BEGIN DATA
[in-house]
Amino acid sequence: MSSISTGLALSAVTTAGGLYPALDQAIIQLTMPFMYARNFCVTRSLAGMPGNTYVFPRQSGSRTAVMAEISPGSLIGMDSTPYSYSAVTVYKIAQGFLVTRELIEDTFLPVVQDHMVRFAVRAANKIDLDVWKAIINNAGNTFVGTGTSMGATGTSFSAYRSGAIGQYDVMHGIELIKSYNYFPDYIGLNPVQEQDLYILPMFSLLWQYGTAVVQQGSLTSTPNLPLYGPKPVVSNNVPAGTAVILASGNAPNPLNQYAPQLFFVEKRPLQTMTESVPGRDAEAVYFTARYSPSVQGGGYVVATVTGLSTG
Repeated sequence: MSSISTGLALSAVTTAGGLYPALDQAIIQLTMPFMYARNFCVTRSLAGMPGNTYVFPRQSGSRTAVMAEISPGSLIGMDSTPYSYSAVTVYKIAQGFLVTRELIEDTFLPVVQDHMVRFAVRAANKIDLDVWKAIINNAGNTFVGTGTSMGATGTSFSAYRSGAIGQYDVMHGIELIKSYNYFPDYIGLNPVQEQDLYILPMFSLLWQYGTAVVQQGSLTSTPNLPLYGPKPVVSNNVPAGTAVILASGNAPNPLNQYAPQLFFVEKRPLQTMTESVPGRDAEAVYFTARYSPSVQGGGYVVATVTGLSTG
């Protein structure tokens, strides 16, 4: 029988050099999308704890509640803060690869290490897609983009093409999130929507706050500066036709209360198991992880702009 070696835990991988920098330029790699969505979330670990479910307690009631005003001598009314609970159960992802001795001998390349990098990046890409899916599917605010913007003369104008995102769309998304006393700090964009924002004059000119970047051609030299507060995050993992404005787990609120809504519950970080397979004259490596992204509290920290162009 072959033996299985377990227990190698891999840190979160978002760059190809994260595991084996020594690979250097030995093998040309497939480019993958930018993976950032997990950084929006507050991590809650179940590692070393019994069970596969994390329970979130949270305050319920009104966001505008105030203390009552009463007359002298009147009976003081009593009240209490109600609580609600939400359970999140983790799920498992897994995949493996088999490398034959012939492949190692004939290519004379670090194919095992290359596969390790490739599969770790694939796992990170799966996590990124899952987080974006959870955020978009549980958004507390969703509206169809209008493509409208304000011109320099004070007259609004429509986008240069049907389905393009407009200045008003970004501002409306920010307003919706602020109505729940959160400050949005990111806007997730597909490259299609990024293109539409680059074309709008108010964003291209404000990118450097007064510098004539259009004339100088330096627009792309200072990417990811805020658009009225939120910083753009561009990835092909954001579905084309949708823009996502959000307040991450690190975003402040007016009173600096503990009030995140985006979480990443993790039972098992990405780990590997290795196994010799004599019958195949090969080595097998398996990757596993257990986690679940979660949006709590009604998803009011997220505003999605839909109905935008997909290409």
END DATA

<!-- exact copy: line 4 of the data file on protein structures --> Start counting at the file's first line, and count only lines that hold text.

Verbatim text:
């Protein structure tokens, strides 16, 4: 029988050099999308704890509640803060690869290490897609983009093409999130929507706050500066036709209360198991992880702009 070696835990991988920098330029790699969505979330670990479910307690009631005003001598009314609970159960992802001795001998390349990098990046890409899916599917605010913007003369104008995102769309998304006393700090964009924002004059000119970047051609030299507060995050993992404005787990609120809504519950970080397979004259490596992204509290920290162009 072959033996299985377990227990190698891999840190979160978002760059190809994260595991084996020594690979250097030995093998040309497939480019993958930018993976950032997990950084929006507050991590809650179940590692070393019994069970596969994390329970979130949270305050319920009104966001505008105030203390009552009463007359002298009147009976003081009593009240209490109600609580609600939400359970999140983790799920498992897994995949493996088999490398034959012939492949190692004939290519004379670090194919095992290359596969390790490739599969770790694939796992990170799966996590990124899952987080974006959870955020978009549980958004507390969703509206169809209008493509409208304000011109320099004070007259609004429509986008240069049907389905393009407009200045008003970004501002409306920010307003919706602020109505729940959160400050949005990111806007997730597909490259299609990024293109539409680059074309709008108010964003291209404000990118450097007064510098004539259009004339100088330096627009792309200072990417990811805020658009009225939120910083753009561009990835092909954001579905084309949708823009996502959000307040991450690190975003402040007016009173600096503990009030995140985006979480990443993790039972098992990405780990590997290795196994010799004599019958195949090969080595097998398996990757596993257990986690679940979660949006709590009604998803009011997220505003999605839909109905935008997909290409």